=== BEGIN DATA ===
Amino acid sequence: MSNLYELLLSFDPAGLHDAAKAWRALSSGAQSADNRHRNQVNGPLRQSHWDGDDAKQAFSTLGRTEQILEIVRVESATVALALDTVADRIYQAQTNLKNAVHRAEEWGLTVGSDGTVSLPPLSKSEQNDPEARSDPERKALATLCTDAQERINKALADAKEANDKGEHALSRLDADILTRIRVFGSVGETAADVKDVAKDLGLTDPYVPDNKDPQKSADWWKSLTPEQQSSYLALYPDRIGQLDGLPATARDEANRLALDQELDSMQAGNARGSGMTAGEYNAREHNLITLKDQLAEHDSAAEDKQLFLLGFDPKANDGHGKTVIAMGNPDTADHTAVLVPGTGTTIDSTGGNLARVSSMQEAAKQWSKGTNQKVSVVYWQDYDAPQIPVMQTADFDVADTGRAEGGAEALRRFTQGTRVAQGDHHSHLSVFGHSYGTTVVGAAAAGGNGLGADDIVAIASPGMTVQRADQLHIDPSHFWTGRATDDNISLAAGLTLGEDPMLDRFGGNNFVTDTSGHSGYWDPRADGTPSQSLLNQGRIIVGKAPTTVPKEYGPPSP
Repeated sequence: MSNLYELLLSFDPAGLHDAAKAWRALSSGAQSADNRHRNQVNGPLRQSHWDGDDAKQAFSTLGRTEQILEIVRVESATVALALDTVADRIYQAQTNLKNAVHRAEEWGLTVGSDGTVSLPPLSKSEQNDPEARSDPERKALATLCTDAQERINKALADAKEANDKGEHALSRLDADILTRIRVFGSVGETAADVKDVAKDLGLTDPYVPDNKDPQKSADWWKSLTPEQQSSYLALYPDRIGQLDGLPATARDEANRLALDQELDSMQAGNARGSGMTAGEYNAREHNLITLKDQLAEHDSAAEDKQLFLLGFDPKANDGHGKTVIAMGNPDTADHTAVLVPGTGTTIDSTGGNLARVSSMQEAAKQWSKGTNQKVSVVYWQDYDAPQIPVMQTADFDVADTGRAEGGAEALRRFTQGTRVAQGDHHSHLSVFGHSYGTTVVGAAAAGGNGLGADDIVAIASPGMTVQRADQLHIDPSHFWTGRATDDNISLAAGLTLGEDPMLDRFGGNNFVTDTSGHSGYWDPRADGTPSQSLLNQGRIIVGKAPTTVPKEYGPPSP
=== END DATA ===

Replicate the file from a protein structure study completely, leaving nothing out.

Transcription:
Amino acid sequence: MSNLYELLLSFDPAGLHDAAKAWRALSSGAQSADNRHRNQVNGPLRQSHWDGDDAKQAFSTLGRTEQILEIVRVESATVALALDTVADRIYQAQTNLKNAVHRAEEWGLTVGSDGTVSLPPLSKSEQNDPEARSDPERKALATLCTDAQERINKALADAKEANDKGEHALSRLDADILTRIRVFGSVGETAADVKDVAKDLGLTDPYVPDNKDPQKSADWWKSLTPEQQSSYLALYPDRIGQLDGLPATARDEANRLALDQELDSMQAGNARGSGMTAGEYNAREHNLITLKDQLAEHDSAAEDKQLFLLGFDPKANDGHGKTVIAMGNPDTADHTAVLVPGTGTTIDSTGGNLARVSSMQEAAKQWSKGTNQKVSVVYWQDYDAPQIPVMQTADFDVADTGRAEGGAEALRRFTQGTRVAQGDHHSHLSVFGHSYGTTVVGAAAAGGNGLGADDIVAIASPGMTVQRADQLHIDPSHFWTGRATDDNISLAAGLTLGEDPMLDRFGGNNFVTDTSGHSGYWDPRADGTPSQSLLNQGRIIVGKAPTTVPKEYGPPSP
Repeated sequence: MSNLYELLLSFDPAGLHDAAKAWRALSSGAQSADNRHRNQVNGPLRQSHWDGDDAKQAFSTLGRTEQILEIVRVESATVALALDTVADRIYQAQTNLKNAVHRAEEWGLTVGSDGTVSLPPLSKSEQNDPEARSDPERKALATLCTDAQERINKALADAKEANDKGEHALSRLDADILTRIRVFGSVGETAADVKDVAKDLGLTDPYVPDNKDPQKSADWWKSLTPEQQSSYLALYPDRIGQLDGLPATARDEANRLALDQELDSMQAGNARGSGMTAGEYNAREHNLITLKDQLAEHDSAAEDKQLFLLGFDPKANDGHGKTVIAMGNPDTADHTAVLVPGTGTTIDSTGGNLARVSSMQEAAKQWSKGTNQKVSVVYWQDYDAPQIPVMQTADFDVADTGRAEGGAEALRRFTQGTRVAQGDHHSHLSVFGHSYGTTVVGAAAAGGNGLGADDIVAIASPGMTVQRADQLHIDPSHFWTGRATDDNISLAAGLTLGEDPMLDRFGGNNFVTDTSGHSGYWDPRADGTPSQSLLNQGRIIVGKAPTTVPKEYGPPSP